Last Updated: Friday - 09/24/2010
Week of February 5, 2007
Set out for New Jerusalem, Collins says in homily
Heavenly kingdom already present in this world, he says
"Heaven begins on earth, in our daily lives."
Archbishop Thomas Collins
By GLEN ARGAN
Michael Power, the first of Toronto's 12 bishops, died in 1847 at age 43. Power spent the last year of his life serving immigrants who had been dumped on the Toronto waterfront.
"He knew where he was going and he knew how to get there," Archbishop Thomas Collins said in the homily at the Jan. 30 Mass installing him as Power's most recent successor.
"Day after day he heroically ministered to the sick and dying in Toronto, but always aware of the New Jerusalem that is the destination of both flock and shepherd, and he himself became infected and died."
The New Jerusalem - God's heavenly kingdom - is not just a future goal. It is already present in this world, Collins told the congregation in St. Michael's Cathedral. "Jacob's ladder is pitched betwixt heaven and Yonge Street."
Collins said outside the cathedral lie many theatres. "The performers and the audience spend a relatively brief time within them, and then at the end of the performance leave the world of illusion and go through the exit doors into the world in which they really live - Toronto."
But that external world is itself dependent on an even greater reality, he said. When we go through "the doorway marked death" we find the real world that is the reference point for all that we do in our brief life on earth.
The New Jerusalem is ahead in time. "We do not fully share in the community of shalom where people live as they are meant to - in peace with God and one another."
But neither is the New Jerusalem simply a future goal, he continued. It is already present. "Heaven begins on earth, in our daily lives, when we live in generous love, in the image of the Blessed Trinity, in the imitation of Christ."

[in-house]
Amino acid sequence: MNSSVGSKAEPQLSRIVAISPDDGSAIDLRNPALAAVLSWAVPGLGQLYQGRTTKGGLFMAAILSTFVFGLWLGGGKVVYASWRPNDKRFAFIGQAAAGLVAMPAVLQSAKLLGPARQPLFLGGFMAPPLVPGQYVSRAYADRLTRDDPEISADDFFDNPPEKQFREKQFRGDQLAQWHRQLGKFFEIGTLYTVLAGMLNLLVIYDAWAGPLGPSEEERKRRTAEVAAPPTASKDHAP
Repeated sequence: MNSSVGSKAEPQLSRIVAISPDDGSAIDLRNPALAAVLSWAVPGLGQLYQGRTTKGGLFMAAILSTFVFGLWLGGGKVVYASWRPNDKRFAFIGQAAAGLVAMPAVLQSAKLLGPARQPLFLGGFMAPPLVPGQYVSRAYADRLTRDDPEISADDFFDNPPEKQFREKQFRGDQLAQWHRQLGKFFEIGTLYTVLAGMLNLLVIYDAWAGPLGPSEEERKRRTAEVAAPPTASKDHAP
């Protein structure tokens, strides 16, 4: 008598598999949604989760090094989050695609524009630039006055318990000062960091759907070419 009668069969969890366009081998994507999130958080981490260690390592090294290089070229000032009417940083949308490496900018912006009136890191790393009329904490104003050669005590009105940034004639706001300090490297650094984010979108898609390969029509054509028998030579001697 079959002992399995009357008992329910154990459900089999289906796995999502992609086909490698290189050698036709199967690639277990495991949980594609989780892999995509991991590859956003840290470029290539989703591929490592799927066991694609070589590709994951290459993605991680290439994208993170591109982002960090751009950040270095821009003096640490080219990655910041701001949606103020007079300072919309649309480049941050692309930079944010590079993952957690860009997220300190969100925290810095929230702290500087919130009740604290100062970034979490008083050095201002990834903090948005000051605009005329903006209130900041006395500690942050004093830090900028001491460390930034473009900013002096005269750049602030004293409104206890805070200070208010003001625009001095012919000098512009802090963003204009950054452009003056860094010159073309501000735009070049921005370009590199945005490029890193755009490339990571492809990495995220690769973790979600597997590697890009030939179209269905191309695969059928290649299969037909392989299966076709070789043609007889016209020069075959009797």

Collins urged the congregation to meditate on the heavenly Jerusalem so as to live in generous love in this world. As disciples of the risen Lord, we must act accordingly.
"If we have really seen that glory . . . then we must not live as if we had not, as if we were caught in the rut of mediocrity."
Those who have meditated on God's glory must be guided by that vision.
They must, first, strive to bring greater social justice and the culture of life into our world.
Second, life within the Church, he said, "should reflect the heavenly city." It must have the vision of "a stewardship parish community" in which each disciple uses his or her gifts to make the community one of generous love.
Third, disciples must serve as loyal citizens of the earthly states in which they live, all the time realizing "no earthly state can claim absolute authority."
Fourth, Christians must live morally upright lives, loving both God and neighbour. To do that, we must repent. "For each of us, the pathway to Jerusalem lies through the confessional."
Finally, each disciple needs to "be refreshed with the vision and the experience of the realm of glory." Until we see God face to face, "the doorway to the New Jerusalem is the liturgy."